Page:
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Piano Concerto (Britten)

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Benjamin Britten's Piano Concerto, Op. 13, is the composer's sole piano concerto.



The piece was written in 1938 and then revised in 1945, including the replacement of the third movement. This was Britten's first work for piano and orchestra, which he premiered as the soloist at a Promenade Concert in 1938. Dedicated to the composer Lennox Berkeley, the concerto is a bravura work that has gained more international attention in recent years.[1] Britten described the piece as "simple and in direct form".[2]

The revised version premiered at the Cheltenham Festival on July 2, 1946. The London premiere was performed soon after at the Proms in Royal Albert Hall with Noel Mewton-Wood as the soloist performing with the London Symphony Orchestra conducted by Basil Cameron.[3] With Britten's agreement, a theme from the revised version was used by his colleague William Walton as the basis of a 1969 orchestral work, Improvisations on an Impromptu of Benjamin Britten.[4]

The best-known recording of the concerto is by the English Chamber Orchestra with Sviatoslav Richter as the soloist and Britten conducting, from a 1970 performance at the Snape Maltings, Aldeburgh, near Britten's own home.[2]

Boosey & Hawkes published the score of the concerto and estimated that it is 33 minutes in length.



The work is scored for 2 flutes (both doubling piccolo), 2 oboes (II doubling English horn), 2 clarinets, 2 bassoons, 4 horns, 2 trumpets, 3 trombones, 1 tuba, timpani, glockenspiel, cymbals, whip, bass drum, snare drum, tambourine, tenor drum, harp, and strings.[1]



The concerto is in four movements:

1. Toccata: Allegro molto e con brio - 4
. The first is the most typically 'bravura' movement of the concerto. Much of the melody is derived from a sequence introduced in the opening bars. As in the rest of the piece, the orchestra plays a major role. There is a significant cadenza, written with no clear time signature and only approximate bar lines, where glissandos are a key feature. A lyrical melody opens up, before rapidly building to a dramatic end.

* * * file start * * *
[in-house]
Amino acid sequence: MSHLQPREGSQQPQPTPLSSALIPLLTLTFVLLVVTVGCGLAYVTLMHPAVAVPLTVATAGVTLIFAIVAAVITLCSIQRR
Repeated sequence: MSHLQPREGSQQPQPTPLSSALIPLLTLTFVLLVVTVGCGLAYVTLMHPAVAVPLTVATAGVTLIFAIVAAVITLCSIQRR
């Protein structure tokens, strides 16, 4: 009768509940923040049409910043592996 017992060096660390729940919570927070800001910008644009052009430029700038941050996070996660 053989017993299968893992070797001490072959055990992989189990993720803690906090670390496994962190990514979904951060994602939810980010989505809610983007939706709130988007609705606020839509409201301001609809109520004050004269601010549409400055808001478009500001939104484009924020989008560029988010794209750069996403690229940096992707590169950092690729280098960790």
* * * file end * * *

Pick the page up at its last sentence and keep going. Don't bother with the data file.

2. Waltz: Allegretto - 3

3. Impromptu: Andante lento - 2
. Originally the third movement was a 'Recitative and Aria'. There is another section marked 'quasi cadenza', again written with ambiguous bar markings.

4. March: Allegro moderato sempre a la marcia - 4
. Dotted rhythms and crushed notes are an important feature of this movement, and a whip-crack is heard throughout, as is musical quotation of the first movement. The music is much denser than the other movements.[5]

A typical performance lasts around thirty-five minutes[5]

Selected recordings


The pianist Sviatoslav Richter, a friend of Britten's, recorded the work with Britten conducting the English Chamber Orchestra.[6] Steven Osborne has recorded the work with Illan Volkov and the BBC Scottish Symphony Orchestra, and the concerto has been performed several times at the BBC Proms by the pianist Leif Ove Andsnes.[7]


  1. ^ a b Boosey and Hawkes website, cc 2012 Boosey and Hawkes, an Imagem company.
  2. ^ a b Music Web International, Michael Cookson.
  3. ^ Mitchell, Donald; et al. (2004). Letters from a life: the selected letters and diaries of Benjamin Britten. University of California Press. p. 161. ISBN 0-520-24259-9.
  4. ^ Burton, Anthony (2015). Notes to Chandos CD CHSA 5153 OCLC 914132812
  5. ^ a b "Benjamin Britten - Piano Concerto (Revised version)".
  6. ^ "Sviatoslav Richter - Britten - Piano Concerto No 1 - Svetlanov". YouTube.
  7. ^ "Prom 18: Mahler & Britten".